Japan Real Time Charts and Data

Edward Hugh is only able to update this blog from time to time, but he does run a lively Twitter account with plenty of Japan related comment. He also maintains a collection of constantly updated Japan data charts with short updates on a Storify dedicated page Is Japan Once More Back in Deflation?

Tuesday, March 11, 2008

Deciphering the USD/JPY - A Credit Turmoil Story?

In a time where the USD continues its roller coaster ride and where analysts and other market sages are effectively predicting the USD/JPY to break 100 anytime soon I think it might be a good idea to have a more reflective look at what is happening to the JPY (the USD/JPY in this case). Of course, exchange rates, like the lord, move in mysterious ways and most empirical studies have grappled with how to say anyting useful about the trends and movements in exchanges at the same time as statistical tests have shown how exchange rates are best modelled by a Random Walk process essentially meaning that today's spot rate is the best predictor of tomorrow's ditto. In that sense I have to disappoint the punters who are expecting a model to predict short term moves in the USD/JPY. I haven't found one I am afraid. You could also ask yourself that if I really was sitting on a model to predict daily moves in the USD/JPY ... would I be posting the result here? My objective on the other hand is to try to formalize one of those market pointers out there which everybody seems to be tuned into but which has not been operationalized.

One of the most persistent features of the FX market since the beginning of the credit turmoil (I am putting the date at 1st Aug 2007) and arguably further back has been the steady unwinding of carry trade and thus by derivative the appreciation of the JPY and the CHF. These two currencies have been favorite funding currencies for the carry trade which exploits uncovered interest rate parity by borrowing cheap (low interest rates) and investing in high yielding currencies. In this immediate light the recent assertion of the JPY against the USD is not so strange. Since August 2006 the Fed has aggressively lowered rates while the BOJ has stood pat and as such the carry trade in USD/JPY is not at all the most attractive option out there. More importantly the JPY has assumed, and not only against the USD, a veritable canary in the coalmine mantle to become the main market gauge for risk sentiment. Conversely and as a parallel process the fundamentals of the Japanese economy have not materialised to provide what we could call traditional support for currency appreciation. Quite the contrary actually and presently most analysts are expecting the BOJ to come in with a cut in the main rate in Q2 2008. Paradoxically and under the current market conditions this seems likely to further strengthen the JPY. The gradual unwinding of carry trades are no doubt important here but the low-yielders' (i.e. CHF and JPY) role as risk measurement gauges is still quite interesting I think. It is this role that I am going to try to formalize in this post the context of the USD/JPY. For a very concrete image of what I am talking about the graph below is interesting. It plots the evolution of the JPY against four major currencies (although not the Kiwi which in this case would have been interesting) since the credit turmoil really began.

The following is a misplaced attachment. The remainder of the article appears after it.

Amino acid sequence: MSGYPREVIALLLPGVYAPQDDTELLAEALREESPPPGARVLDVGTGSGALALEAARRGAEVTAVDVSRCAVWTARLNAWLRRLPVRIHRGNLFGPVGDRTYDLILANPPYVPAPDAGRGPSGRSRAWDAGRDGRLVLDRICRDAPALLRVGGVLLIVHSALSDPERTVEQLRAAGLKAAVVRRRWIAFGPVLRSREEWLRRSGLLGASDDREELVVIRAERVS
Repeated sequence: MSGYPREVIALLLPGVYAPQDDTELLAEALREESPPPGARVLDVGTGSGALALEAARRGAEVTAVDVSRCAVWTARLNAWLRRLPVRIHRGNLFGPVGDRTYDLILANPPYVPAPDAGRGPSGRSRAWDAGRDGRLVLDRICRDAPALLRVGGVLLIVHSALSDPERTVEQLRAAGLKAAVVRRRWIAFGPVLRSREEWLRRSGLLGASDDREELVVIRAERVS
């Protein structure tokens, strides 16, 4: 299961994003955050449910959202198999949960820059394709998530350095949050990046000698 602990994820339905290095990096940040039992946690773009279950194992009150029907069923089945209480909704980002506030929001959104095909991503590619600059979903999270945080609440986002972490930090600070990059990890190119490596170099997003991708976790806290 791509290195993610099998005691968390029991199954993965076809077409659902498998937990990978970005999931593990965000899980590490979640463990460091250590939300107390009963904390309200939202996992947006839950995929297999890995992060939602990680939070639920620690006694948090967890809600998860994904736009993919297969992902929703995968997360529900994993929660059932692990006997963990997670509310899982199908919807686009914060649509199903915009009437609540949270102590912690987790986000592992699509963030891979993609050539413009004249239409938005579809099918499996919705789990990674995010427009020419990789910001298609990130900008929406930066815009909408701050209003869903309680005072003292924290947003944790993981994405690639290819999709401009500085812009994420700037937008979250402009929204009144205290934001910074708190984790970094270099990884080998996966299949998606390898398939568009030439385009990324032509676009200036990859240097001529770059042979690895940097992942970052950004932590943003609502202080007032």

The first thing we notice is the close correlation between these currency movements which further goes to highlight the main argument. Of course, there seems to be a break sometime in the end of January where the GBP/JPY and the USD/JPY continues to stay weak against the JPY whereas the EUR and AUD resumes their upward tendency, a tendency which has been reversed the last couple of weeks. Yet, this is well in accordance with the interest rate decisions observed in the Euro area and Australia have been decidedly more hawkish than those at the Fed and the BOE. However, behind all this lies still this point about how the Yen has become a way to gauge the immediate and essentially real time risk aversion in the market place.

Moving on to the concrete aim with this note my method will be pretty simple and as the idea evolved in my head I was quite certain that the end result would not provide anything particularly interesting or 'significant' as we say in regression lingo. Yet this was not the case. In order to develop a Mickey Mouse model to show this 'risk gauge' role of the JPY I pulled the daily spot rates of the USD/JPY at market closing as well as the daily values of the SP500 and Nikkei also at close. The sample period runs from the 1st of August to the 6th of March (get data set here). Reformulating the times series from level form to daily changes in % to correct for non-stationarity I regressed the daily change in USD/JPY on the daily change in SP500 and the Nikkei where the latter are used as proxies for risk sentiment in the market. The signs of the coefficient are expected to be positive. the USD/JPY is quoted indirectly and thus a 'rise' the currency pair value denotes a depreciation of the JPY. As such, the 'theory' or argument of JPY as a risk gauge would prescribe the change in the currency pair to be positively related with the change in the two stock indices. To set the scene I provide graphs of correlation analyses of the variables in question which give a good initial overview of the argument.